The West and Russia impose a new order on the world

Pavlo Klimkin, Ukrainian Minister for Foreign Affairs, Vladimir Chizhov, Head of the Mission of Russia to the EU, and Alexey Ulyukaev, Russian Minister for Economic Development (from left to right), gathered in Brussels to discuss Russia’s objections over the implementation of the EU/Ukraine Association Agreement. The results of the conference were very poor. (EC Audiovisual Services, 11/07/2014).

Pavlo Klimkin, Ukrainian Minister for Foreign Affairs, Vladimir Chizhov, Head of the Mission of Russia to the EU, and Alexey Ulyukaev, Russian Minister for Economic Development (from left to right), gathered in Brussels to discuss Russia’s objections over the implementation of the EU/Ukraine Association Agreement. The results of the conference were very poor. (EC Audiovisual Services, 11/07/2014).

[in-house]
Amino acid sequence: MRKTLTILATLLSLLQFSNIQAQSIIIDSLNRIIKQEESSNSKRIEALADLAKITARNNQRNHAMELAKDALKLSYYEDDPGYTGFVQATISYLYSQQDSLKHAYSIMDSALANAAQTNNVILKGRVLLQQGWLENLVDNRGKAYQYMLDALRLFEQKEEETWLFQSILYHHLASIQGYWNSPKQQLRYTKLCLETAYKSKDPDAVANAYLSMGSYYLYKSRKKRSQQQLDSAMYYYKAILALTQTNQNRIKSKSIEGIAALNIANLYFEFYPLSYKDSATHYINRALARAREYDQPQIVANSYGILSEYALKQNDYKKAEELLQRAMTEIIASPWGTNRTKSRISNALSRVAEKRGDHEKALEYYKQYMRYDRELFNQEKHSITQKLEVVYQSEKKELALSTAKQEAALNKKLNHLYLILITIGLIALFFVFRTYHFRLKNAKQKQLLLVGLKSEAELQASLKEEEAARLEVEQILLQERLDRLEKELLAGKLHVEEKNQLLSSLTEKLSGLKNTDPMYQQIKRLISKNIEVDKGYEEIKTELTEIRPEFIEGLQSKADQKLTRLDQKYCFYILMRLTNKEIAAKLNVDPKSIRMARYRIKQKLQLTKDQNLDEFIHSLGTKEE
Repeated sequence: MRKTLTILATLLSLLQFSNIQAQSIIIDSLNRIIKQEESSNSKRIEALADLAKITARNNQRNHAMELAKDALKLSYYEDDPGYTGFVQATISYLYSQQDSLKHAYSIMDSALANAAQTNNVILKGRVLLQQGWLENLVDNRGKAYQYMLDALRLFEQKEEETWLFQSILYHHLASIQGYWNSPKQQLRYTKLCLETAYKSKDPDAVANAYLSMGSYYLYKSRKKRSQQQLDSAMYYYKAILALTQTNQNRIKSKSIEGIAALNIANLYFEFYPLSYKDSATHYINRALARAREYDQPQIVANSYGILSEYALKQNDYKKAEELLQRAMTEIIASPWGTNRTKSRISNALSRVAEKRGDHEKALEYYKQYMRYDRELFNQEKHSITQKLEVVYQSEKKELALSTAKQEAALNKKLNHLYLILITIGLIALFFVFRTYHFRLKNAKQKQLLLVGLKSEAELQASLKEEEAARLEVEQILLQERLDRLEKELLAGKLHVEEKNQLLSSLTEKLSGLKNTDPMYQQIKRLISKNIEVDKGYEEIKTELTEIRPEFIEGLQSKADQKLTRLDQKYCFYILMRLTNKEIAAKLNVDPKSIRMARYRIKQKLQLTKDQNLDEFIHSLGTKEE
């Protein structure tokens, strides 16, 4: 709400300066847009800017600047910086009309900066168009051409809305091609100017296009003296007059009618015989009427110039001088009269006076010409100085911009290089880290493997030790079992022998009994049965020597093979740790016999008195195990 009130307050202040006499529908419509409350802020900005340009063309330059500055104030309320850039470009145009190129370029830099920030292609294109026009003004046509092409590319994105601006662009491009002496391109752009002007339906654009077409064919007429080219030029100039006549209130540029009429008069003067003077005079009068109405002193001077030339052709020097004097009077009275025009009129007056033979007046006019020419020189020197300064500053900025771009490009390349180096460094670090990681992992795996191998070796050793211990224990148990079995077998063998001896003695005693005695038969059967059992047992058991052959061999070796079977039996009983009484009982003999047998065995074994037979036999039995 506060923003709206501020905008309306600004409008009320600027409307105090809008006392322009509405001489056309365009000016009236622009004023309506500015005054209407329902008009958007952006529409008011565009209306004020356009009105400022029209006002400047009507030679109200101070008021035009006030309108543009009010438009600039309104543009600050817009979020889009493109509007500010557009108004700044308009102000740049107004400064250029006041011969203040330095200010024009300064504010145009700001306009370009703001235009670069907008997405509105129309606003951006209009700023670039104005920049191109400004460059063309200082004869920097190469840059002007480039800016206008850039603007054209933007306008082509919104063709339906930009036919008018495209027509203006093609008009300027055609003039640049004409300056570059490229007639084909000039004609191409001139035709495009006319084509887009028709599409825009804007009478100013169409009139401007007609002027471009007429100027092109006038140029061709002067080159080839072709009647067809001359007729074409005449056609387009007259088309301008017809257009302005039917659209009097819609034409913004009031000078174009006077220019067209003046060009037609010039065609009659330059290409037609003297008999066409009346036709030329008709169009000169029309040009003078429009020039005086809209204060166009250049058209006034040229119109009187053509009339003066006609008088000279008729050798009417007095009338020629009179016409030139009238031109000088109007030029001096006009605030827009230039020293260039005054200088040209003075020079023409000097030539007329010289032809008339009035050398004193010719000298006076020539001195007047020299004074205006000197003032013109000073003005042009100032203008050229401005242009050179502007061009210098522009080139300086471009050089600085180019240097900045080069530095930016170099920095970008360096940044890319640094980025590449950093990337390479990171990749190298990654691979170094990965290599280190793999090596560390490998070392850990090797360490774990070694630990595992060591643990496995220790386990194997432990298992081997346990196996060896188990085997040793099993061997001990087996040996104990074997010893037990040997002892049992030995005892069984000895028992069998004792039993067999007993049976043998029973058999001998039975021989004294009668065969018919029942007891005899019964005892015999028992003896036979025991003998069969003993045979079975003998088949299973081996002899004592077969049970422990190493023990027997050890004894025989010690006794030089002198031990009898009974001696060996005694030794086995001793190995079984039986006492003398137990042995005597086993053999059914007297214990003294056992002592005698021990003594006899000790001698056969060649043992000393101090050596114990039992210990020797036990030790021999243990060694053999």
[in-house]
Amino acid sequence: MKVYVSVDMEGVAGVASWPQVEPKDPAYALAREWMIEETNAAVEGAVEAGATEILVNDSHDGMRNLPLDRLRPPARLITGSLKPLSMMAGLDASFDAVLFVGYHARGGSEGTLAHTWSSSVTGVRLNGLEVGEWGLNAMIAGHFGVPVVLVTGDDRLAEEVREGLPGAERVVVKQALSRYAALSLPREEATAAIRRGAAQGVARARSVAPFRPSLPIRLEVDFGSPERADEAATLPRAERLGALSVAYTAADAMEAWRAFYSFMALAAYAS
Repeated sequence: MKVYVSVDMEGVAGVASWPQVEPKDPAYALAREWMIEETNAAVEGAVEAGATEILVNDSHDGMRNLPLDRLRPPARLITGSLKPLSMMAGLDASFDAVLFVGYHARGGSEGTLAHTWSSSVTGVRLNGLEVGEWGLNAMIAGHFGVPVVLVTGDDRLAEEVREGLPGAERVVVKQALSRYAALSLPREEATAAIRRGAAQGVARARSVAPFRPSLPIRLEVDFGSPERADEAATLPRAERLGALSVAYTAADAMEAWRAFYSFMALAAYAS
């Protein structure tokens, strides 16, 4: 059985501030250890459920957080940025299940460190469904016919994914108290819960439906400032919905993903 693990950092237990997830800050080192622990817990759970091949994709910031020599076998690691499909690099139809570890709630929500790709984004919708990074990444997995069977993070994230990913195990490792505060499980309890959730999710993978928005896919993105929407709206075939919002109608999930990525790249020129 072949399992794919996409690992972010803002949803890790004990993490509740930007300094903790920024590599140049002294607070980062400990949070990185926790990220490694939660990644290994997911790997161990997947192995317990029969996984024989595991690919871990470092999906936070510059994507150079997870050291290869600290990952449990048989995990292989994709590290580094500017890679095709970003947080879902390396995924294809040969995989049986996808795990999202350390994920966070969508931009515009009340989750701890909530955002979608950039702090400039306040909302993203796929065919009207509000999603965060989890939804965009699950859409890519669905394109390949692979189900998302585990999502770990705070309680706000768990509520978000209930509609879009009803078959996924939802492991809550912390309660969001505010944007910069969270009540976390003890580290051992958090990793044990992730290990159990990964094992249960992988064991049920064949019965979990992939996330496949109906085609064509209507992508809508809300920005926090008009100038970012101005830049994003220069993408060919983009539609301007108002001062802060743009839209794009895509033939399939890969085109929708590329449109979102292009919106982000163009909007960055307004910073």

The US led confrontation of the West with Russia has just generated the first tangible and sizeable losses for Europe. German equity values and EU agricultural exports to Russia registered heavy costs last week, while the New York Stock Exchange recorded only minor harms. Those developments came after the EU activated its last package of sanctions against Moscow, with Putin retaliating by banning agro-food imports from the West. Once again, the German government bonds emerged as a safe haven for European investors sending their yields to the negative part of the chart (for the two-year titles). The tit for tat exchange of sanctions and counter measures between Brussels and Moscow has already caused irreparable damages to millions of EU farmers, at the same time rendering unpopular the EU aggressive strategy against Russia.